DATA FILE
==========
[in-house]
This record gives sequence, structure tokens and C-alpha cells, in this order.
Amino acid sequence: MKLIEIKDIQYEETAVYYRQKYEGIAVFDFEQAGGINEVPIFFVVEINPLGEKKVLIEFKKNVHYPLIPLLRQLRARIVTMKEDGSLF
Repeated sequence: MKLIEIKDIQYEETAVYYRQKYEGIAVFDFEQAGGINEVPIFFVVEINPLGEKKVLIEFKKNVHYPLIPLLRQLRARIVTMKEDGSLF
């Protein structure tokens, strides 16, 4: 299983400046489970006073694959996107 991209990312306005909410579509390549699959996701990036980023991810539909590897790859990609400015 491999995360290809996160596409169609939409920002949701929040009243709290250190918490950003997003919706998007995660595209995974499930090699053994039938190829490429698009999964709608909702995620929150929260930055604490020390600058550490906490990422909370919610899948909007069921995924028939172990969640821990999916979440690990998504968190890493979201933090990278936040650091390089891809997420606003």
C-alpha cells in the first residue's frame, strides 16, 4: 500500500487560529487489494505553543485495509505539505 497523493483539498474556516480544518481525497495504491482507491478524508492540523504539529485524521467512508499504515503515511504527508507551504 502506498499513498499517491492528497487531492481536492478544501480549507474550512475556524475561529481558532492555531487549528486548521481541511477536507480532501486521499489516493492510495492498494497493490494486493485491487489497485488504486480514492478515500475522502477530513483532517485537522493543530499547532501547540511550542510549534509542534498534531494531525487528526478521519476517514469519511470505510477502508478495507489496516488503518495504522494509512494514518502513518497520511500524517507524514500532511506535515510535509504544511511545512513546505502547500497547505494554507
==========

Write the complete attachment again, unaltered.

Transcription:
[in-house]
This record gives sequence, structure tokens and C-alpha cells, in this order.
Amino acid sequence: MKLIEIKDIQYEETAVYYRQKYEGIAVFDFEQAGGINEVPIFFVVEINPLGEKKVLIEFKKNVHYPLIPLLRQLRARIVTMKEDGSLF
Repeated sequence: MKLIEIKDIQYEETAVYYRQKYEGIAVFDFEQAGGINEVPIFFVVEINPLGEKKVLIEFKKNVHYPLIPLLRQLRARIVTMKEDGSLF
């Protein structure tokens, strides 16, 4: 299983400046489970006073694959996107 991209990312306005909410579509390549699959996701990036980023991810539909590897790859990609400015 491999995360290809996160596409169609939409920002949701929040009243709290250190918490950003997003919706998007995660595209995974499930090699053994039938190829490429698009999964709608909702995620929150929260930055604490020390600058550490906490990422909370919610899948909007069921995924028939172990969640821990999916979440690990998504968190890493979201933090990278936040650091390089891809997420606003």
C-alpha cells in the first residue's frame, strides 16, 4: 500500500487560529487489494505553543485495509505539505 497523493483539498474556516480544518481525497495504491482507491478524508492540523504539529485524521467512508499504515503515511504527508507551504 502506498499513498499517491492528497487531492481536492478544501480549507474550512475556524475561529481558532492555531487549528486548521481541511477536507480532501486521499489516493492510495492498494497493490494486493485491487489497485488504486480514492478515500475522502477530513483532517485537522493543530499547532501547540511550542510549534509542534498534531494531525487528526478521519476517514469519511470505510477502508478495507489496516488503518495504522494509512494514518502513518497520511500524517507524514500532511506535515510535509504544511511545512513546505502547500497547505494554507